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digital storage oscilloscope (DSO)

A digital oscilloscope or a digital storage oscilloscope(DSO) is a measuring instrument that digitizes, processes and stores analog input signals and displays them in analog signal form. The distinction from the classic storage oscilloscope with analog screen storage lies in the fact that this group of devices neither digitizes nor processes the signals and cannot make them available for further processing.

The structure of digital oscilloscopes

In terms of construction, the digital oscilloscope has certain similarities with an analog oscilloscope, which is related to the fact that both measuring instruments are designed for comparable applications. The input channel of a digital oscilloscope consists of an A/D converter in which the input signals sampled in the sample and hold circuit are digitized and stored in the downstream semiconductor memory. To be able to display the signals again in analog signal form, the vertical channel in front of the display has a D/A converter.

Block diagram of a digital oscilloscope

Block diagram of a digital oscilloscope

The time deflection of the horizontal channel and the sampling rate at which the vertical signal is sampled are directly related. For example, if the digital oscilloscope operates with a time resolution of 100 ms/cm and 10 samples/cm are displayed, then the sampling rate is 10 ms/sample.

The triggering of digital oscilloscopes differs in one essential point from that of analog oscilloscopes. In order to be able to display the trigger time itself, in analog oscilloscopes the input signal is delayed until the time hysteresis of the triggering is bridged. In digital oscilloscopes, the digitized data can be run through a shift register and thus the trigger time and time ranges that lie before the trigger time can be displayed. As with the logic analyzer, the trigger is used to stop the read-in data

The A/D converter is the central component of digital oscilloscopes and determines their essential properties, such as the resolution, the displayable bandwidth and the rise time.

Characteristics of digital oscilloscopes

The resolution and the accuracy of the display are directly related to each other. The resolution characterizes the possibility of distinguishing individual partial values, while the accuracy characterizes the agreement of a displayed value with the actual value. The resolution of the A/D conversion is thus a matter of quantization. At 6 bits, corresponding to 64 gradations, the accuracy is 1.56%, at 8 bits 0.19% and at 10 bits quantization 0.098%.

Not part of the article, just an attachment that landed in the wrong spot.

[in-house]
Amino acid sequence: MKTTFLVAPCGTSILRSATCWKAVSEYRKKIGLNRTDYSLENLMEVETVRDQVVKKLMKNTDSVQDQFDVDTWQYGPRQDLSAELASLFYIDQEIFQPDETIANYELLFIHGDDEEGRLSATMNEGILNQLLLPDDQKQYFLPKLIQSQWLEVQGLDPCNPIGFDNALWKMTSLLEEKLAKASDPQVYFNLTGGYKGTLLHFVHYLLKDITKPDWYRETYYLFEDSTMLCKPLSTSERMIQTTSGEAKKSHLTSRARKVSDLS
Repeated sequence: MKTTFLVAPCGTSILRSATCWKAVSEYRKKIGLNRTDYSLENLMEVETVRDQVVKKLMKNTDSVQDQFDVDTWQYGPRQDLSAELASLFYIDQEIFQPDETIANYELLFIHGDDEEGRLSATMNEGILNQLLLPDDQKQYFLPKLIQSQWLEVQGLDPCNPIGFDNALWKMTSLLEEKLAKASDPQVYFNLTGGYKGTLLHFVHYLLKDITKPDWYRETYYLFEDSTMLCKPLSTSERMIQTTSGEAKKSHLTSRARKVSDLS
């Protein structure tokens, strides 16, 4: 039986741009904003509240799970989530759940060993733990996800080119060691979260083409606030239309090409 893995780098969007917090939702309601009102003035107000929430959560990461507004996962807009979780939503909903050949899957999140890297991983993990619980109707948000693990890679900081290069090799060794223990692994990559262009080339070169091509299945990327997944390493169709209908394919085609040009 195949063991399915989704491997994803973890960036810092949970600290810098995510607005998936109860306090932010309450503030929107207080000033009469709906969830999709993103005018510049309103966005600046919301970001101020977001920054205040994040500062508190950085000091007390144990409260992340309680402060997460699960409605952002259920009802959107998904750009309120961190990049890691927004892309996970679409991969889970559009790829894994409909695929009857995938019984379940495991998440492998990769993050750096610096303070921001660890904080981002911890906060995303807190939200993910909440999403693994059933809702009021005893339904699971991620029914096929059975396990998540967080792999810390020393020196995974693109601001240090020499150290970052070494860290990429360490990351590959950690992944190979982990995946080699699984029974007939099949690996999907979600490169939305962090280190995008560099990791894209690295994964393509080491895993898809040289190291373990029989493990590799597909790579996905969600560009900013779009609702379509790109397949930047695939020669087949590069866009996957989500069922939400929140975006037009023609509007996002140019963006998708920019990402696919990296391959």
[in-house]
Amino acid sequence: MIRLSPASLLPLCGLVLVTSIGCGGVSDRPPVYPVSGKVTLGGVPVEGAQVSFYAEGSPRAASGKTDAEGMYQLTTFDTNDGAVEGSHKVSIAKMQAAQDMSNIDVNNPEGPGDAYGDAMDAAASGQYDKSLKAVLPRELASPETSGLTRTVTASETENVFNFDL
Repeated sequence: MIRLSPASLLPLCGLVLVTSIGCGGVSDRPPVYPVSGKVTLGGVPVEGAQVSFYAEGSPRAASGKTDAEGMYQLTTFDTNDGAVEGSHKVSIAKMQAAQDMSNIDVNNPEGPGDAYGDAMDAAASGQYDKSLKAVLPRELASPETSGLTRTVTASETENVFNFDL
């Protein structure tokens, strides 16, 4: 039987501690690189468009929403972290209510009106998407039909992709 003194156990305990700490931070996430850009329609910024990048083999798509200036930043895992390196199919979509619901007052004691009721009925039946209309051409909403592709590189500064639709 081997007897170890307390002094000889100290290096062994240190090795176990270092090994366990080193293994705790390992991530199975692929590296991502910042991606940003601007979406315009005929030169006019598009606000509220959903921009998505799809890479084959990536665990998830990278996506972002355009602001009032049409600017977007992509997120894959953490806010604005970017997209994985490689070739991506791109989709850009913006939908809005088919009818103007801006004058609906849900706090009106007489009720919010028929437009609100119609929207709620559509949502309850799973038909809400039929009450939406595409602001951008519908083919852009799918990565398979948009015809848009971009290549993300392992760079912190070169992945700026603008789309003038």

Tektronix digital storage oscilloscope

Tektronix digital storage oscilloscope

The memory bandwidth of digital oscilloscopes is determined by the sampling rate with the inclusion of the sampling theorem. According to this the sampling rate must be twice as high as the highest frequency to be sampled. If the digital oscilloscope has a highest sampling frequency of 1 GHz, then the memory bandwidth is 500 MHz. Like the memory bandwidth, the rise times of digital oscilloscopes are also dependent on the sample rate. Approximately, the usable rise time results from the minimum sampling interval multiplied by the factor 1.6. Thus, if the sampling interval is 1 GHz, or 1 ns, then the usable rise time is 1.6 ns.

DSP technologies improve these limits even further for high-speed measurements. With these techniques, bandwidth values of 15 GHz and higher and rise times of about 30 ps are realized. Here, the relationship between bandwidth and rise time is approximate: Bandwidth = 0.5/rise time.

Informations:
Englisch: digital storage oscilloscope - DSO
Updated at: 09.04.2012
#Words: 535
Links: digital, oscilloscope, measuring instrument, analog, signal
Translations: DE
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